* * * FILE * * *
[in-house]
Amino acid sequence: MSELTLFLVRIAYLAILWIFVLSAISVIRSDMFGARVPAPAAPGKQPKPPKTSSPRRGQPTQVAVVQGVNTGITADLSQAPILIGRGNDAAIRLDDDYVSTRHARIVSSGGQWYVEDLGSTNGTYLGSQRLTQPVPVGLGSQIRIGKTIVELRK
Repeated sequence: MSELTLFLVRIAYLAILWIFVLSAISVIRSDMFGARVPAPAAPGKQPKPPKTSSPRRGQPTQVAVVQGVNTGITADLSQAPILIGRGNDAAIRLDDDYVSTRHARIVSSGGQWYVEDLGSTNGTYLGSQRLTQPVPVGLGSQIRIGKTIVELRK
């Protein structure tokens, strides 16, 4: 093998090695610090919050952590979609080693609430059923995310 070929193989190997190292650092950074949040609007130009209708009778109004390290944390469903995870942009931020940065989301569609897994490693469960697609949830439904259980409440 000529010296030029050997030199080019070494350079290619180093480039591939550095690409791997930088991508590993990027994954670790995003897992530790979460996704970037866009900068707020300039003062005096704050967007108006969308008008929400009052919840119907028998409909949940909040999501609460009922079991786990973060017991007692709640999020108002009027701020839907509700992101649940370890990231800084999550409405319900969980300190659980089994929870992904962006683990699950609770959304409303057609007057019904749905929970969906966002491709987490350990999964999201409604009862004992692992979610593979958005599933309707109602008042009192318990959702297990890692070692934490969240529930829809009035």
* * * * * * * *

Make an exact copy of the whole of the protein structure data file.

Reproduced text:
[in-house]
Amino acid sequence: MSELTLFLVRIAYLAILWIFVLSAISVIRSDMFGARVPAPAAPGKQPKPPKTSSPRRGQPTQVAVVQGVNTGITADLSQAPILIGRGNDAAIRLDDDYVSTRHARIVSSGGQWYVEDLGSTNGTYLGSQRLTQPVPVGLGSQIRIGKTIVELRK
Repeated sequence: MSELTLFLVRIAYLAILWIFVLSAISVIRSDMFGARVPAPAAPGKQPKPPKTSSPRRGQPTQVAVVQGVNTGITADLSQAPILIGRGNDAAIRLDDDYVSTRHARIVSSGGQWYVEDLGSTNGTYLGSQRLTQPVPVGLGSQIRIGKTIVELRK
């Protein structure tokens, strides 16, 4: 093998090695610090919050952590979609080693609430059923995310 070929193989190997190292650092950074949040609007130009209708009778109004390290944390469903995870942009931020940065989301569609897994490693469960697609949830439904259980409440 000529010296030029050997030199080019070494350079290619180093480039591939550095690409791997930088991508590993990027994954670790995003897992530790979460996704970037866009900068707020300039003062005096704050967007108006969308008008929400009052919840119907028998409909949940909040999501609460009922079991786990973060017991007692709640999020108002009027701020839907509700992101649940370890990231800084999550409405319900969980300190659980089994929870992904962006683990699950609770959304409303057609007057019904749905929970969906966002491709987490350990999964999201409604009862004992692992979610593979958005599933309707109602008042009192318990959702297990890692070692934490969240529930829809009035």